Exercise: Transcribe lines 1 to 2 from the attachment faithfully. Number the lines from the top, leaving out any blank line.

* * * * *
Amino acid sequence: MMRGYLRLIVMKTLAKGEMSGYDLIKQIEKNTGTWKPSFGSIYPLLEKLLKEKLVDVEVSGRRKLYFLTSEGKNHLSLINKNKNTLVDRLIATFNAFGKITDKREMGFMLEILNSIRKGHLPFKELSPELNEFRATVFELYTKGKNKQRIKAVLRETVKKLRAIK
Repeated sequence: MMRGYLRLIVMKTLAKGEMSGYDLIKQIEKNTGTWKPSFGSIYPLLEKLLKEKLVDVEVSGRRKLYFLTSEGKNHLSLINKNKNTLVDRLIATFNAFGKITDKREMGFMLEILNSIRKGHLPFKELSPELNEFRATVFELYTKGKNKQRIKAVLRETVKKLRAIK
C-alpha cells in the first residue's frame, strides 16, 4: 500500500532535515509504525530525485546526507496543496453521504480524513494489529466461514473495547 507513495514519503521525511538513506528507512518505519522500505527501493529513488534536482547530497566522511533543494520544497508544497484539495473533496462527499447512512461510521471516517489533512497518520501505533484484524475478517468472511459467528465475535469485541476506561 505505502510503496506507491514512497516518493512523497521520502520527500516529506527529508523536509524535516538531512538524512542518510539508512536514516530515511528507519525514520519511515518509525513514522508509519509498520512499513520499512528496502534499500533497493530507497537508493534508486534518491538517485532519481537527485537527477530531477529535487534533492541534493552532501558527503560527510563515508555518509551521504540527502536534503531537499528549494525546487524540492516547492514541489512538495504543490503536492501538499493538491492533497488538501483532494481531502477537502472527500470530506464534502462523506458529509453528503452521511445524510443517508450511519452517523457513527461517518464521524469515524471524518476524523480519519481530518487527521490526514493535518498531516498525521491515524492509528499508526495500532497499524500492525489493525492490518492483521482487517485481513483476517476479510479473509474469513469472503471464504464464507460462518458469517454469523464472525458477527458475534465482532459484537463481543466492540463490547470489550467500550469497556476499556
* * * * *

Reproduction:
Amino acid sequence: MMRGYLRLIVMKTLAKGEMSGYDLIKQIEKNTGTWKPSFGSIYPLLEKLLKEKLVDVEVSGRRKLYFLTSEGKNHLSLINKNKNTLVDRLIATFNAFGKITDKREMGFMLEILNSIRKGHLPFKELSPELNEFRATVFELYTKGKNKQRIKAVLRETVKKLRAIK
Repeated sequence: MMRGYLRLIVMKTLAKGEMSGYDLIKQIEKNTGTWKPSFGSIYPLLEKLLKEKLVDVEVSGRRKLYFLTSEGKNHLSLINKNKNTLVDRLIATFNAFGKITDKREMGFMLEILNSIRKGHLPFKELSPELNEFRATVFELYTKGKNKQRIKAVLRETVKKLRAIK